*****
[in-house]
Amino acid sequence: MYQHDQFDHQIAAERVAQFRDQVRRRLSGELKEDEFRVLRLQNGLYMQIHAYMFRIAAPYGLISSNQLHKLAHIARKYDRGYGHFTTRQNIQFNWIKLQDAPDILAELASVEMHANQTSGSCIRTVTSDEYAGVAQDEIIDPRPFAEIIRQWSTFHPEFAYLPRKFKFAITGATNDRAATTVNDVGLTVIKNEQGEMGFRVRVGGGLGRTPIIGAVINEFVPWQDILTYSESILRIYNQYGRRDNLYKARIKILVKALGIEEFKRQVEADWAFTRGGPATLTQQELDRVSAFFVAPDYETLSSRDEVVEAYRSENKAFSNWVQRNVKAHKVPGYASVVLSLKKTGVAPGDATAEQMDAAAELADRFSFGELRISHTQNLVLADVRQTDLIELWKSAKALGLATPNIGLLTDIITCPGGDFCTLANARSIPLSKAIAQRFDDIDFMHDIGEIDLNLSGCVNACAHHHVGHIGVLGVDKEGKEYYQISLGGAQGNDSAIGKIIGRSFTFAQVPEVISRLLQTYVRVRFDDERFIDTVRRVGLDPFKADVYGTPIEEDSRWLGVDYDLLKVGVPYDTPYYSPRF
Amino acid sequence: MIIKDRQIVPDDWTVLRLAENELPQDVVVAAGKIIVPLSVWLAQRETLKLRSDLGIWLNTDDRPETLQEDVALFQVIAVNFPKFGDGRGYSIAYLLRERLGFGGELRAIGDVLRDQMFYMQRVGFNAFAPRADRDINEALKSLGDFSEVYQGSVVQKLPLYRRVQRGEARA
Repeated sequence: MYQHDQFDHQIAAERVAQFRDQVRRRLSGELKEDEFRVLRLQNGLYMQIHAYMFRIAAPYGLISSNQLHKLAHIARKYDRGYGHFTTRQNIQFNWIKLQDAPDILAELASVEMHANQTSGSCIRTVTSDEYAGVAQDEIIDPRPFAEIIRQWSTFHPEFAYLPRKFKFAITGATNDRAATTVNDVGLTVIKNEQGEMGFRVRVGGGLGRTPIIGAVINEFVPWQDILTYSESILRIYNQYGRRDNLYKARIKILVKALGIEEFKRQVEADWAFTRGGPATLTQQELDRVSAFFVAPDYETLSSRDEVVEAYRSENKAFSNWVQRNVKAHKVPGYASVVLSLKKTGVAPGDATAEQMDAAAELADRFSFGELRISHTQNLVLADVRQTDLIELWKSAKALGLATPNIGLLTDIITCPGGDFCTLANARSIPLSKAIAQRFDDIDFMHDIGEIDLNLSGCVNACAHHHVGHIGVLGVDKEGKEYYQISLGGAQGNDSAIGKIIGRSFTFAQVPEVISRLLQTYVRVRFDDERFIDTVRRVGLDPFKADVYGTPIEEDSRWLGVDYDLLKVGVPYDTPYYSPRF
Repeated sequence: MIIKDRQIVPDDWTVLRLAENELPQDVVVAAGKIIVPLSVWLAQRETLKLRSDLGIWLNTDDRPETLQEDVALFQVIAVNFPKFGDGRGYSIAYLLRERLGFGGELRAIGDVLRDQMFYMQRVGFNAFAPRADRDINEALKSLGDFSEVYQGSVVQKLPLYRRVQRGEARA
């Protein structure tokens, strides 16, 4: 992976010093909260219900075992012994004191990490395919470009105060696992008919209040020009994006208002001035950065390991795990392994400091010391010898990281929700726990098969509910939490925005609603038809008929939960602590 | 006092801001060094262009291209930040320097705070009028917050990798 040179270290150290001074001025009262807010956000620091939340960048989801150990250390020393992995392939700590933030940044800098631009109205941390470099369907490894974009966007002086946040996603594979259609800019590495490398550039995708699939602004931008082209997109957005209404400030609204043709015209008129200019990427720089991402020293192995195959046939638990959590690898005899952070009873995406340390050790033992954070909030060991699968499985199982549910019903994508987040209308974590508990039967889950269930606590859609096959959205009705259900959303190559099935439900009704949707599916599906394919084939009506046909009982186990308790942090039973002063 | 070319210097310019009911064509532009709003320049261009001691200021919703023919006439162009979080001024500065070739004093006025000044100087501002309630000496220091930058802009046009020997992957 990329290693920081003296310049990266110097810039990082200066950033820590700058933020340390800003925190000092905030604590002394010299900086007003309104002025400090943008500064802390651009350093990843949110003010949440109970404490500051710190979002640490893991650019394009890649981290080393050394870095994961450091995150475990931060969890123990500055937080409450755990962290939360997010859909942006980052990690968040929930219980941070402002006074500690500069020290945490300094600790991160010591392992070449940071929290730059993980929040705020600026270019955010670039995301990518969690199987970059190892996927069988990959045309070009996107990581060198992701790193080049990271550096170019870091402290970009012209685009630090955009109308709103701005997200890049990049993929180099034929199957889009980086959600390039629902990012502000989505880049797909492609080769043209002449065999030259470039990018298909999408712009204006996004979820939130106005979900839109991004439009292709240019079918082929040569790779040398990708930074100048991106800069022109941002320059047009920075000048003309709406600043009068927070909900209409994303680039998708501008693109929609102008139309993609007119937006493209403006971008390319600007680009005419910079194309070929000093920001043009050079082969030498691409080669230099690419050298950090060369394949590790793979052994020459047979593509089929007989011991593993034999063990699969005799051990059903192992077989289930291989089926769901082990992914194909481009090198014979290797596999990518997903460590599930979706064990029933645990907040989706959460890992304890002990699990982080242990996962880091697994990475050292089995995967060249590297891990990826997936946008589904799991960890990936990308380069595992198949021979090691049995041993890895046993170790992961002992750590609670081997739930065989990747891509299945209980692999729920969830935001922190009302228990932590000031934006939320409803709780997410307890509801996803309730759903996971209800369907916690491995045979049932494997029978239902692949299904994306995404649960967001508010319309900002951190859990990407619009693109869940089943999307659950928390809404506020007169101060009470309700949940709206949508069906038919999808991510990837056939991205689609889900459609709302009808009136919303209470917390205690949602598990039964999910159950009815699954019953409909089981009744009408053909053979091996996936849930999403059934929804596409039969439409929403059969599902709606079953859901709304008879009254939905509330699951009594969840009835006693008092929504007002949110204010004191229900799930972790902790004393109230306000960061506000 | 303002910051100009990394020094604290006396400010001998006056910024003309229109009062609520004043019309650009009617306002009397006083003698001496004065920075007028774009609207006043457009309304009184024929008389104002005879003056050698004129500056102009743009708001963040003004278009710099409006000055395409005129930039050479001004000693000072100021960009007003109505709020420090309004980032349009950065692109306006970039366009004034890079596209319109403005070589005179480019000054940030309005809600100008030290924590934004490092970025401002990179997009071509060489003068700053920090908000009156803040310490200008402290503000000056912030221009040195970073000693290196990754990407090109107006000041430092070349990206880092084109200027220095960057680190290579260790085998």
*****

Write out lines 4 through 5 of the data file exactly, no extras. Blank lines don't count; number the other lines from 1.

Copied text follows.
Repeated sequence: MYQHDQFDHQIAAERVAQFRDQVRRRLSGELKEDEFRVLRLQNGLYMQIHAYMFRIAAPYGLISSNQLHKLAHIARKYDRGYGHFTTRQNIQFNWIKLQDAPDILAELASVEMHANQTSGSCIRTVTSDEYAGVAQDEIIDPRPFAEIIRQWSTFHPEFAYLPRKFKFAITGATNDRAATTVNDVGLTVIKNEQGEMGFRVRVGGGLGRTPIIGAVINEFVPWQDILTYSESILRIYNQYGRRDNLYKARIKILVKALGIEEFKRQVEADWAFTRGGPATLTQQELDRVSAFFVAPDYETLSSRDEVVEAYRSENKAFSNWVQRNVKAHKVPGYASVVLSLKKTGVAPGDATAEQMDAAAELADRFSFGELRISHTQNLVLADVRQTDLIELWKSAKALGLATPNIGLLTDIITCPGGDFCTLANARSIPLSKAIAQRFDDIDFMHDIGEIDLNLSGCVNACAHHHVGHIGVLGVDKEGKEYYQISLGGAQGNDSAIGKIIGRSFTFAQVPEVISRLLQTYVRVRFDDERFIDTVRRVGLDPFKADVYGTPIEEDSRWLGVDYDLLKVGVPYDTPYYSPRF
Repeated sequence: MIIKDRQIVPDDWTVLRLAENELPQDVVVAAGKIIVPLSVWLAQRETLKLRSDLGIWLNTDDRPETLQEDVALFQVIAVNFPKFGDGRGYSIAYLLRERLGFGGELRAIGDVLRDQMFYMQRVGFNAFAPRADRDINEALKSLGDFSEVYQGSVVQKLPLYRRVQRGEARA